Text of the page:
Google Maps will soon start rolling out a visual update that will make the natural world more clearly represented and streets more navigable.
More visible mountains and terrain will be included in a new update set to roll out for Google Maps in the 220 countries and territories where the app is supported. The update will add colour coding to maps of the world to allow users to more easily distinguish arid beaches and deserts from blue lakes, rivers, oceans and ravines.
In a blog post, Google said this update is based on a colour-mapping technique sourced from scanned satellite imagery of arid, icy, forested and mountainous regions. These features are then analysed and assigned a range of colours on the HSV colour model.
The end result, Google said, is a map that is easier to explore visually, but also better for exploring on the ground by telling the user what terrain may lie ahead or what they can expect when planning a trip.
For example, a densely covered forest can be classified as dark green, while an area of patchy shrubs could appear as a lighter shade of green.
Cities are also set to undergo a major visual update designed to help them be more navigable, with a clearer representation of what streets and places look like.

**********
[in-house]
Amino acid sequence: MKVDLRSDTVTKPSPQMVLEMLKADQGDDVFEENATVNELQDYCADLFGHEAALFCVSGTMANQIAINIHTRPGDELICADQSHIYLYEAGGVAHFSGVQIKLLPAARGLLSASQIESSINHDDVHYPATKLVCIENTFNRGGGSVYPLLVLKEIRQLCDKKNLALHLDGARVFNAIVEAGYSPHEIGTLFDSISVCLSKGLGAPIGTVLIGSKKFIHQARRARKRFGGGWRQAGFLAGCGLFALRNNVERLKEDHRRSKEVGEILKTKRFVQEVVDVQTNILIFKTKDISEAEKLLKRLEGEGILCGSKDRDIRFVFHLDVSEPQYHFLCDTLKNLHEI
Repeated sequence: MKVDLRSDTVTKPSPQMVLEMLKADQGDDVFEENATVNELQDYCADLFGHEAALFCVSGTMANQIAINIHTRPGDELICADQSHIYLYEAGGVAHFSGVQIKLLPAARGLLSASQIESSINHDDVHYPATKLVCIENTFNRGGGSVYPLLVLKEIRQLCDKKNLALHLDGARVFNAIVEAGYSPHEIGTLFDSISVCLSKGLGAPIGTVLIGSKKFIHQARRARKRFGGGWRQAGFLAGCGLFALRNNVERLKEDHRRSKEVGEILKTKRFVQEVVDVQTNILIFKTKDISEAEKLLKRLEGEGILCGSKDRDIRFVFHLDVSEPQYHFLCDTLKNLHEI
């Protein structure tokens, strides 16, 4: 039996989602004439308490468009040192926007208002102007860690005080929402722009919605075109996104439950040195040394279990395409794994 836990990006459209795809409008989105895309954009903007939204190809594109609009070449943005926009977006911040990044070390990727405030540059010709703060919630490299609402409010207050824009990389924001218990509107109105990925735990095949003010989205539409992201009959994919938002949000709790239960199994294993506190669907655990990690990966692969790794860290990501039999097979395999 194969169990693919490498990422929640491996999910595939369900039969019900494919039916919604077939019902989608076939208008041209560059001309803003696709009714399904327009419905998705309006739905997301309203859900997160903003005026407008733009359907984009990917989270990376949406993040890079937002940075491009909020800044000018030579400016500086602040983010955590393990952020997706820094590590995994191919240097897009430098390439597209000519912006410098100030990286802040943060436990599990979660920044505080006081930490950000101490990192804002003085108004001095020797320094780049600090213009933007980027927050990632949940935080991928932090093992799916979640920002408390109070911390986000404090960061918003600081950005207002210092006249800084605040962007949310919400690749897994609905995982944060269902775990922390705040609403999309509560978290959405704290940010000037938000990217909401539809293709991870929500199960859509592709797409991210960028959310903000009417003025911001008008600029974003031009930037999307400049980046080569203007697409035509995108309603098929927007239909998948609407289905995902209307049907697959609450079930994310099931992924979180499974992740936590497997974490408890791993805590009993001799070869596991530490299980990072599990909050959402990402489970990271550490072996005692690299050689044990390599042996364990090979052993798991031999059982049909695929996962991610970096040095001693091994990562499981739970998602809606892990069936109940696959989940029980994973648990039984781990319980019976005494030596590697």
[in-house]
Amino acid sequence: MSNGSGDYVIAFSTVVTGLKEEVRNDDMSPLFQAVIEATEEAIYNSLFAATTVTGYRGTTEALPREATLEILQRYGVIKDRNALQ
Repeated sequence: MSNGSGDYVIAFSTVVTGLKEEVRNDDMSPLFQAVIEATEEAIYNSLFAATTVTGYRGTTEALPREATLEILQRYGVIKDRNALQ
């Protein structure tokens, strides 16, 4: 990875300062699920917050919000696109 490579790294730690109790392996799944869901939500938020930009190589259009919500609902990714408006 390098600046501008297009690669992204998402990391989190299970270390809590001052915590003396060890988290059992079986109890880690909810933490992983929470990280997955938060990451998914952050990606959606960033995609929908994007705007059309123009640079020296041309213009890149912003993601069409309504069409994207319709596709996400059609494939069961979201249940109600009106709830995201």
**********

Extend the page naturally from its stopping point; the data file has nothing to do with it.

“Soon, you’ll be able to see highly detailed street information that shows the accurate shape and width of a road to scale,” said Google Maps product manager Sujoy Banerjee.
“You can also see exactly where sidewalks, crosswalks and pedestrian islands are located – crucial information if you have accessibility needs, like wheelchair or stroller requirements.”
Banerjee also said this information is particularly important as more people are walking or taking other forms of personal transport as a result of the Covid-19 pandemic. Unlike the nature update, the city visual update will start rolling out in London, New York and San Francisco in the coming months, followed by other cities over time.
Google Maps was only recently updated to include driving alerts, notifying travellers about Covid-19 checkpoints and restrictions in their chosen routes.